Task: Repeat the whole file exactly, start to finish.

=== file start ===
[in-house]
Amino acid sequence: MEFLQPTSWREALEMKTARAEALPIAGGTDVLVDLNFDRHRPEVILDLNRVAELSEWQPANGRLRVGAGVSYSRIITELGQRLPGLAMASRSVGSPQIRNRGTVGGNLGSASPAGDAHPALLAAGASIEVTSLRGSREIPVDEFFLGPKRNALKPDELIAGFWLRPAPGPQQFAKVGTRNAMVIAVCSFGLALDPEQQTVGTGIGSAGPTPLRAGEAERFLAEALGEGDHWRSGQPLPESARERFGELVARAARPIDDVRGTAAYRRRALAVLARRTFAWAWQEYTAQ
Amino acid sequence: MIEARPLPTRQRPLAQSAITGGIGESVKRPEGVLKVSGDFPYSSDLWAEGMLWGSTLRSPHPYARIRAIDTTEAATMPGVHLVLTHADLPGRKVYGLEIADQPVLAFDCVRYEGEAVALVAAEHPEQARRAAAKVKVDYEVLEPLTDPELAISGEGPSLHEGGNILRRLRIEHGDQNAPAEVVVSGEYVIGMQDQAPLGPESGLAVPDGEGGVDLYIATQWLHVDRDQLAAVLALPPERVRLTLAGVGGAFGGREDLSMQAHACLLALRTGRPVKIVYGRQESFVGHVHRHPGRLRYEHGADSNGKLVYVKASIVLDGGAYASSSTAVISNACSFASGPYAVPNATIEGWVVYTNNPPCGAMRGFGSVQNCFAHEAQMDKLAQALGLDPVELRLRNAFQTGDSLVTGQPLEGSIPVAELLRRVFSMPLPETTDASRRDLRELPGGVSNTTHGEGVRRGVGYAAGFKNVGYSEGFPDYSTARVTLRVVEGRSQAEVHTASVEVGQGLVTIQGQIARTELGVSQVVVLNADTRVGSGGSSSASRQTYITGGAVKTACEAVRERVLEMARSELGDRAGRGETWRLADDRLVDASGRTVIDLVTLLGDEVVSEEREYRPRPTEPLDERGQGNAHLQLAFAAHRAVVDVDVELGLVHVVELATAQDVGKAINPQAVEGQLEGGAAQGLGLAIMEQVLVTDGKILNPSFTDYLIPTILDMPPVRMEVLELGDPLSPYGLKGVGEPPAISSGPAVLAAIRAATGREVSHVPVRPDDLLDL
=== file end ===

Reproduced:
[in-house]
Amino acid sequence: MEFLQPTSWREALEMKTARAEALPIAGGTDVLVDLNFDRHRPEVILDLNRVAELSEWQPANGRLRVGAGVSYSRIITELGQRLPGLAMASRSVGSPQIRNRGTVGGNLGSASPAGDAHPALLAAGASIEVTSLRGSREIPVDEFFLGPKRNALKPDELIAGFWLRPAPGPQQFAKVGTRNAMVIAVCSFGLALDPEQQTVGTGIGSAGPTPLRAGEAERFLAEALGEGDHWRSGQPLPESARERFGELVARAARPIDDVRGTAAYRRRALAVLARRTFAWAWQEYTAQ
Amino acid sequence: MIEARPLPTRQRPLAQSAITGGIGESVKRPEGVLKVSGDFPYSSDLWAEGMLWGSTLRSPHPYARIRAIDTTEAATMPGVHLVLTHADLPGRKVYGLEIADQPVLAFDCVRYEGEAVALVAAEHPEQARRAAAKVKVDYEVLEPLTDPELAISGEGPSLHEGGNILRRLRIEHGDQNAPAEVVVSGEYVIGMQDQAPLGPESGLAVPDGEGGVDLYIATQWLHVDRDQLAAVLALPPERVRLTLAGVGGAFGGREDLSMQAHACLLALRTGRPVKIVYGRQESFVGHVHRHPGRLRYEHGADSNGKLVYVKASIVLDGGAYASSSTAVISNACSFASGPYAVPNATIEGWVVYTNNPPCGAMRGFGSVQNCFAHEAQMDKLAQALGLDPVELRLRNAFQTGDSLVTGQPLEGSIPVAELLRRVFSMPLPETTDASRRDLRELPGGVSNTTHGEGVRRGVGYAAGFKNVGYSEGFPDYSTARVTLRVVEGRSQAEVHTASVEVGQGLVTIQGQIARTELGVSQVVVLNADTRVGSGGSSSASRQTYITGGAVKTACEAVRERVLEMARSELGDRAGRGETWRLADDRLVDASGRTVIDLVTLLGDEVVSEEREYRPRPTEPLDERGQGNAHLQLAFAAHRAVVDVDVELGLVHVVELATAQDVGKAINPQAVEGQLEGGAAQGLGLAIMEQVLVTDGKILNPSFTDYLIPTILDMPPVRMEVLELGDPLSPYGLKGVGEPPAISSGPAVLAAIRAATGREVSHVPVRPDDLLDL